Then, for each category, you’ll mark inflows as positive and outflows as negative. You’ll want to double check that you’ve entered all your expenditures and incomes for the analysis period. At this point, the software should add everything up, category by category, and then total the balance of the three categories. You’ll then be able to see your final cash balance. You can subtract your starting balance from your ending balance for the period to determine whether your cash flow over the statement period in question was positive or negative.

Ultimately, using accounting software is going to be the easiest and most efficient way to prepare a cash flow statement—as well as manage the whole of your business finances, for that matter. By taking advantage of the automation of one of these platforms, you’ll be saving yourself time, hassle, and certainly, decrease your likelihood of errors. Plus, with accounting software like QuickBooks, you can easily compare cash flow for different time periods. This feature will be especially useful when discussing company goals and growth targets or when planning big investments.

Getting the Most out of Your Cash Flow Statement

Once you’ve learned how to prepare your cash flow statement, you’ll want to know how to make the most out of it.

How can you use this report to better inform your spending and sales decisions?

To start, you can simply look at whether your cash flow during the analysis period was positive or negative. If you see a pattern of negative cash flow over several months, it’s likely time to implement cost-cutting or revenue building measures to work toward positive cash flow. You might consider raising prices, cutting down excess inventory, changing marketing tactics, or adjusting your staffing schedule to realign your cash flow in a better direction.

This being said, figures from your cash flow analysis can also help you measure other areas of your company’s financial health. For example, you can look at the ratio between your operating activities cash flow (day-to-day cash expenditures and income) and your net sales to see how much cash from sales is going into your company’s pocket rather than to overhead. Ultimately, you want your cash flow to increase as sales increase, meaning that your cash profit from sales is holding steady.

Once you’ve mastered the basics of tracking and analyzing your company’s cash flow, you might want to investigate some more complex figures, such as your company’s free cash flow—an important number for venture capitalists and others who may consider investing in your business. These higher-level cash flow analytics can give you a bigger-picture view of your company’s finances.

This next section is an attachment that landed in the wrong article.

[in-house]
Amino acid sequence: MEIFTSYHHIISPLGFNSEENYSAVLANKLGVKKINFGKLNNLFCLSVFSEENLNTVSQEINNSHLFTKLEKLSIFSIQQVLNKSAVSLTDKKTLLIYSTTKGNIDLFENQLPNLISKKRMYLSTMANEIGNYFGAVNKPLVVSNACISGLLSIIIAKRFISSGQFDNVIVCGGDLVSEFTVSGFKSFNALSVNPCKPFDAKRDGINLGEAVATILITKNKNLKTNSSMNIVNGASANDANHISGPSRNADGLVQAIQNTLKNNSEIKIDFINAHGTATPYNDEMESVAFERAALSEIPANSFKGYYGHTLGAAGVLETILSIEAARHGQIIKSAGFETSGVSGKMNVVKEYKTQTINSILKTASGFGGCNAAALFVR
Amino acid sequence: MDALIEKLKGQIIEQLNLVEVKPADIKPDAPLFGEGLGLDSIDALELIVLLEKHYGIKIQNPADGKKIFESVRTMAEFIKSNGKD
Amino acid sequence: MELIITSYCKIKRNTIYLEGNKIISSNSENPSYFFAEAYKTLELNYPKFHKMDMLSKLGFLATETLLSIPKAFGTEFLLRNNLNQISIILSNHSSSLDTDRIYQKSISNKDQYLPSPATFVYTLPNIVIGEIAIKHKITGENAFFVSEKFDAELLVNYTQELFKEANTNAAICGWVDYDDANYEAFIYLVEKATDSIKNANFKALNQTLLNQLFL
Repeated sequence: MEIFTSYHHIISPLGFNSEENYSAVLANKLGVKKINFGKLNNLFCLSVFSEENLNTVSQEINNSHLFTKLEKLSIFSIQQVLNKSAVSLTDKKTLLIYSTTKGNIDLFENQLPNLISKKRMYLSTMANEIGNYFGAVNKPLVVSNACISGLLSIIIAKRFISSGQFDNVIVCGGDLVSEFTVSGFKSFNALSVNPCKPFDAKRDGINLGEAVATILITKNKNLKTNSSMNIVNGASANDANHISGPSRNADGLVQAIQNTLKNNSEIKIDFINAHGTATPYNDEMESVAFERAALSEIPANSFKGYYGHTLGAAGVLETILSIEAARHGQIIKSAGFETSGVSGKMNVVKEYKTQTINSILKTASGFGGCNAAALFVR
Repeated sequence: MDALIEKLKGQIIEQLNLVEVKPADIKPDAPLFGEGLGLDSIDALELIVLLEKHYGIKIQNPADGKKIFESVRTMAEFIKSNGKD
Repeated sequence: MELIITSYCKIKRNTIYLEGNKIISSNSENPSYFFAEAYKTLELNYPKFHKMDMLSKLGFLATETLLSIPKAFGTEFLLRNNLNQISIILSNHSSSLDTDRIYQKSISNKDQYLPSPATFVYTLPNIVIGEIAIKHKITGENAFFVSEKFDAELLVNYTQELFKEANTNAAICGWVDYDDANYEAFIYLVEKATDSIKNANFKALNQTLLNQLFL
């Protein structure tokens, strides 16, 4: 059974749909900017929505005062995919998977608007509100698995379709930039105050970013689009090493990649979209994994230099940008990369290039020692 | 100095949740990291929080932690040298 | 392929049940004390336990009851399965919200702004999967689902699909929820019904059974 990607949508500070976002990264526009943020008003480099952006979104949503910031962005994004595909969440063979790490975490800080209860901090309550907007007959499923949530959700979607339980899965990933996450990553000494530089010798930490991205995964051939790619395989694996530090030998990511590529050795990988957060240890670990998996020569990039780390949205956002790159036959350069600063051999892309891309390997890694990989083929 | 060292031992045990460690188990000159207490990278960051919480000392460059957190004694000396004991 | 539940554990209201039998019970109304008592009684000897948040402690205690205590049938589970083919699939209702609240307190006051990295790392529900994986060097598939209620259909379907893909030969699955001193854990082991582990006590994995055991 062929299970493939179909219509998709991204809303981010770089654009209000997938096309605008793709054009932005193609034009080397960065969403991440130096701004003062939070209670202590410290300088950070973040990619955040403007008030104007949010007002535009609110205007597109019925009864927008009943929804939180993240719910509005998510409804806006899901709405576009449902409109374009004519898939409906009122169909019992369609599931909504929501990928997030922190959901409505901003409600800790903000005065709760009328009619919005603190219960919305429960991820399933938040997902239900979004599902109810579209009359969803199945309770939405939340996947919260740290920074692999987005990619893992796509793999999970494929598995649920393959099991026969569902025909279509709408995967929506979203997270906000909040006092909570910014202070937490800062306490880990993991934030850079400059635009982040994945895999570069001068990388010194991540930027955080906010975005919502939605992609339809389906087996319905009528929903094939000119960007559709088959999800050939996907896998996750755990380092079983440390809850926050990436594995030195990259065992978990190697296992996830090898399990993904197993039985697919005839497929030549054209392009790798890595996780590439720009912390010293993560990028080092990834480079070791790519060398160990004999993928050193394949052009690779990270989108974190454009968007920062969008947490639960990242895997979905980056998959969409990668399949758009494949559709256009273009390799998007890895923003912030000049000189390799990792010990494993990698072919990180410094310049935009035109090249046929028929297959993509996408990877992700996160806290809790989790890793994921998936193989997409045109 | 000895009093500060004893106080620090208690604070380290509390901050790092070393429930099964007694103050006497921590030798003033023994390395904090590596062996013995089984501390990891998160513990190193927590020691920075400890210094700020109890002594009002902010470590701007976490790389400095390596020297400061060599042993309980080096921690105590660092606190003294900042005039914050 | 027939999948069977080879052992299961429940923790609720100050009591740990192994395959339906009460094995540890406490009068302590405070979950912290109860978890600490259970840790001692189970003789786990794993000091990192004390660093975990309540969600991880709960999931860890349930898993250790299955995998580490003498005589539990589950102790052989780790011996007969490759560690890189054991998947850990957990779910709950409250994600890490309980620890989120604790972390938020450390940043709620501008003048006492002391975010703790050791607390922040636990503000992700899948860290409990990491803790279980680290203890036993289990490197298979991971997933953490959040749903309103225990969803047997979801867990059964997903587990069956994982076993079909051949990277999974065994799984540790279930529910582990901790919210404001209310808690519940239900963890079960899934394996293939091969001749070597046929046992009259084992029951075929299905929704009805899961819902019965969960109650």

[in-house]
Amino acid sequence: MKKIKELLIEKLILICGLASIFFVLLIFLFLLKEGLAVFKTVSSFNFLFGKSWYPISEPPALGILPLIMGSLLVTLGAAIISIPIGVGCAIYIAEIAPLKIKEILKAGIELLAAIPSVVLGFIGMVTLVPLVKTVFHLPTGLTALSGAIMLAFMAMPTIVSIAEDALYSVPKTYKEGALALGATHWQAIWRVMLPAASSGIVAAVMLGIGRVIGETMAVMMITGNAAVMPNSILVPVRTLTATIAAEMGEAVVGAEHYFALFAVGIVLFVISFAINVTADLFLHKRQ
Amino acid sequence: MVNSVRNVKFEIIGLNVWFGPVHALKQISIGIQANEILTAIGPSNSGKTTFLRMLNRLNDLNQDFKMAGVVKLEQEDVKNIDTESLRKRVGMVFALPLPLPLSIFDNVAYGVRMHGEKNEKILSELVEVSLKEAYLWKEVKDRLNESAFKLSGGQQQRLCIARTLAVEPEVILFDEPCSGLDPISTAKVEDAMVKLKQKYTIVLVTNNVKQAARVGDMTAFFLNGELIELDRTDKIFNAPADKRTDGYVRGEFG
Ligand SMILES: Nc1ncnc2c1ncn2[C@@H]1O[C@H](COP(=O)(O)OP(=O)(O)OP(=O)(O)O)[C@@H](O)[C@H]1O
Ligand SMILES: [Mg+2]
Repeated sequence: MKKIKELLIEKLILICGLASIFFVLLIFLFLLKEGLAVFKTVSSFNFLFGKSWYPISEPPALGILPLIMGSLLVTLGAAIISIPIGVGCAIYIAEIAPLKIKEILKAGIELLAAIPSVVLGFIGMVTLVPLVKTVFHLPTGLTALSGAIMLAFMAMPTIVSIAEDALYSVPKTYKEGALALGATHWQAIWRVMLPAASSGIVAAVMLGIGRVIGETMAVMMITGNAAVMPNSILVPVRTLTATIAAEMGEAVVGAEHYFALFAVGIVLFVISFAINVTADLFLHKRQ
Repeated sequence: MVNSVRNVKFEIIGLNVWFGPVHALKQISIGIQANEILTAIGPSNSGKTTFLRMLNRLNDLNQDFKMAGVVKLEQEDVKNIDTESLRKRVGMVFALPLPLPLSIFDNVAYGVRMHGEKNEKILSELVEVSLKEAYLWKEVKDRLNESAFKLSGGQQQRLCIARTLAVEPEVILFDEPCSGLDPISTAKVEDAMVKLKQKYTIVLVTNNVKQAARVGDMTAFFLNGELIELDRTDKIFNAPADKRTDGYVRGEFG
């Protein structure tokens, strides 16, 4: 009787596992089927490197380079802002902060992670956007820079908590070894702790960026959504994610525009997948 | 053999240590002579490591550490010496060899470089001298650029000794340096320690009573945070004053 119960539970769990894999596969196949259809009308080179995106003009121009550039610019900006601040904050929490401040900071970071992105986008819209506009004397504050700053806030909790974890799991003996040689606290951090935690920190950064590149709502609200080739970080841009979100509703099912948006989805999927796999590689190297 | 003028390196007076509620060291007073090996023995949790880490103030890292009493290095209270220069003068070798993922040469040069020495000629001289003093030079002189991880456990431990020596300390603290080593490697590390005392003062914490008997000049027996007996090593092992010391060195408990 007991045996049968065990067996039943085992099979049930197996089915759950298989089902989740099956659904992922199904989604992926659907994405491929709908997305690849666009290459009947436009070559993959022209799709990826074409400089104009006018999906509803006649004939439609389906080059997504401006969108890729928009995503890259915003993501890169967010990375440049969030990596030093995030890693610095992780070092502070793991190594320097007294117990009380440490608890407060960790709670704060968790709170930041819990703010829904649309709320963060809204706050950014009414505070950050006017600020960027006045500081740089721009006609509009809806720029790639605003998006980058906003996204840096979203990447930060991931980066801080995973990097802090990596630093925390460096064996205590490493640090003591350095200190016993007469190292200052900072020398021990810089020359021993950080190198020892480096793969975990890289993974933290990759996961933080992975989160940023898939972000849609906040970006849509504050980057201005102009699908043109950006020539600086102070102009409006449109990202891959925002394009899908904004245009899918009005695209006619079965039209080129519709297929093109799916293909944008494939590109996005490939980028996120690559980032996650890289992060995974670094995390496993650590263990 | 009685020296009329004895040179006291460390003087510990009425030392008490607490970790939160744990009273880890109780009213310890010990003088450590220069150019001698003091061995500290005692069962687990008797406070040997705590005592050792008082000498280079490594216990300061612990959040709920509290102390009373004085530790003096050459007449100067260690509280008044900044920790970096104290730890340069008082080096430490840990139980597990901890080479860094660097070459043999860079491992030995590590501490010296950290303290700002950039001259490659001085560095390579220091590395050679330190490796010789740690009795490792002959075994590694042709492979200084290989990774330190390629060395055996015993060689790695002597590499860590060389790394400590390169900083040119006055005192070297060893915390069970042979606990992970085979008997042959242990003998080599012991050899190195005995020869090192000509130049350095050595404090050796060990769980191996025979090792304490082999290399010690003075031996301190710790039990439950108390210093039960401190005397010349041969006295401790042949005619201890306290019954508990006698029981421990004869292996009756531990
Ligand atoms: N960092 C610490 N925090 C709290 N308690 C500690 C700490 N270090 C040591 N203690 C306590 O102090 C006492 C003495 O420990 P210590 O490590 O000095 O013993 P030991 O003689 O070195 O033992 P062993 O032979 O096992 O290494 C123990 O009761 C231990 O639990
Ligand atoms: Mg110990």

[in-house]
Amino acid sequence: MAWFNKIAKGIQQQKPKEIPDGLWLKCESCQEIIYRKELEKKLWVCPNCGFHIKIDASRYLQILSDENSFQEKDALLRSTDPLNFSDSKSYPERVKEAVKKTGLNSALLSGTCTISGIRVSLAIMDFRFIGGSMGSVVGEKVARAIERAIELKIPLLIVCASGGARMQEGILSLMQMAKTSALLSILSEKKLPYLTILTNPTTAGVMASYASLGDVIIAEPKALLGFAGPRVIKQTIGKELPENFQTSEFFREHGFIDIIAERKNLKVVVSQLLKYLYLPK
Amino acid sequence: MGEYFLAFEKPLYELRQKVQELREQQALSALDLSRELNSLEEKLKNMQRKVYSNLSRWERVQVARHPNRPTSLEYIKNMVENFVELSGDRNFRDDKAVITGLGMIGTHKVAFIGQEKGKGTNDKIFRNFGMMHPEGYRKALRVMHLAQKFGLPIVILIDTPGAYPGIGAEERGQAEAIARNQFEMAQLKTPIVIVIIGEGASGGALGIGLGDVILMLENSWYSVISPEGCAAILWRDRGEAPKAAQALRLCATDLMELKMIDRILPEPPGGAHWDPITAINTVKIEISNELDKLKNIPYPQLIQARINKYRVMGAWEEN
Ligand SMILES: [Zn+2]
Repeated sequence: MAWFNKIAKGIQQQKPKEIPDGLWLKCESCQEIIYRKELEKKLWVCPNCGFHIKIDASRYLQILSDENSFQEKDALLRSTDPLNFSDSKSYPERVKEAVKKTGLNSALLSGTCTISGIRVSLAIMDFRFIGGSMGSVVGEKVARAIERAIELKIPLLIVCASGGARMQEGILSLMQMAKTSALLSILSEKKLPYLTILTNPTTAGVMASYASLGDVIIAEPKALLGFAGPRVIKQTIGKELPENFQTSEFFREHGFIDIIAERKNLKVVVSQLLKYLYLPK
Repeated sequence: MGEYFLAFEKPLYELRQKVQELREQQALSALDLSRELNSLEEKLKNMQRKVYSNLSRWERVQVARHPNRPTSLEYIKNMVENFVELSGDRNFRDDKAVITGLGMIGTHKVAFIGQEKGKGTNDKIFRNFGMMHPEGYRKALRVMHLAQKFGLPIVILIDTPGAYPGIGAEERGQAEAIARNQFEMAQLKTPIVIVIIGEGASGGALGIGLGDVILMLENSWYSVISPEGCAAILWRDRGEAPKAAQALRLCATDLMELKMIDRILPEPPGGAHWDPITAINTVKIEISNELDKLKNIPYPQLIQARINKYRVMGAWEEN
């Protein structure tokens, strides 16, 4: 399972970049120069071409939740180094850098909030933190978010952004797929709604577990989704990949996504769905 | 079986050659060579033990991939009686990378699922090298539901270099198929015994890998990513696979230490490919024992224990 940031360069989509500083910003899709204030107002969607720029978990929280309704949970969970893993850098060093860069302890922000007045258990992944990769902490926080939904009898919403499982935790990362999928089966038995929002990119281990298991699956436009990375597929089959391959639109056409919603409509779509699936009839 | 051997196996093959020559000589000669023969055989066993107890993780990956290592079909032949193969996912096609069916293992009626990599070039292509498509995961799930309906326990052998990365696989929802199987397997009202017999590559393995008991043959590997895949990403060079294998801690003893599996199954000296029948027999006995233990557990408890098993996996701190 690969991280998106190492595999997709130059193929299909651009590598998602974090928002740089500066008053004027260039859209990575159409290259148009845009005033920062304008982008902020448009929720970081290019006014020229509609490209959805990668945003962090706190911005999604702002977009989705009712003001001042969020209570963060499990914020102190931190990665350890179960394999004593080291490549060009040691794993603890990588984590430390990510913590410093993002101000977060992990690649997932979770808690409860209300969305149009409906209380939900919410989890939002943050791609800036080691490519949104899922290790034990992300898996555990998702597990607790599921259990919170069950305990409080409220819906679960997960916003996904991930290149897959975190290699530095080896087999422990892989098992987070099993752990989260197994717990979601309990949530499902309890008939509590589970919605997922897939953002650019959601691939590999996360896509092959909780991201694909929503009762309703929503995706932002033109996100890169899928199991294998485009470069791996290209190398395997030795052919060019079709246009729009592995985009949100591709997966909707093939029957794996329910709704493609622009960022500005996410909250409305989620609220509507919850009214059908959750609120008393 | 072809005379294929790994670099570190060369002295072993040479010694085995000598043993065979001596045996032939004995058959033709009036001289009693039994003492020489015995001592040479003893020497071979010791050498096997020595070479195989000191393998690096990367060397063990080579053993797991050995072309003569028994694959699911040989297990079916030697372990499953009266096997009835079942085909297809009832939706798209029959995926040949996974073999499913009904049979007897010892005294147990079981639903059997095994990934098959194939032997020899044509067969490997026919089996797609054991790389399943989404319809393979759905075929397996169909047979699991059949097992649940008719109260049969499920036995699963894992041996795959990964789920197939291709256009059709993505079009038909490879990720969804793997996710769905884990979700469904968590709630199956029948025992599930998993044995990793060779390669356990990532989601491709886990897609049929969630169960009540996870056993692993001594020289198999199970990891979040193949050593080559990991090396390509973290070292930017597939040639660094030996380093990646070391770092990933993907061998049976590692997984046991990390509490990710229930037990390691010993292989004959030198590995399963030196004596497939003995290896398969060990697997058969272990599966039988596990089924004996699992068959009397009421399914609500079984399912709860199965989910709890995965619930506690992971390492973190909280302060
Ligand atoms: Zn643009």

Cash Flow Statement: The Bottom Line

At the end of the day, it’s important to understand how a cash flow statement works and how to prepare one for your business. As one of the three key financial statements, once again with your income statement and balance sheet, your cash flow statement will help you evaluate your business’s financial health and hopefully, you’ll be able to use this report to grow your business, gain investors, and secure any additional financing you need.

This being said, in order to optimize your financial process and make it simpler to maintain your books and generate your statement of cash flows, we’d recommend investing in accounting software such as QuickBooks, Wave, or Xero. Moreover, if you ever have questions or problems with regard to your finances and are looking for assistance, it always helps to find a business accountant you can rely on and trust and use this professional’s services for the lifecycle of your business.

cash flow statement template

Meredith Wood

Meredith Wood

Vice President and Founding Editor at Fundera
Meredith Wood is the founding editor of the Fundera Ledger and a vice president at Fundera. She launched the Fundera Ledger in 2014 and has specialized in financial advice for small business owners for almost a decade. Meredith is frequently sought out for her expertise in small business lending. She is a monthly columnist for AllBusiness, and her advice has appeared in the SBA, SCORE, Yahoo, Amex OPEN Forum, Fox Business, American Banker, Small Business Trends, MyCorporation, Small Biz Daily, StartupNation, and more. Email: meredith@fundera.com.
Meredith Wood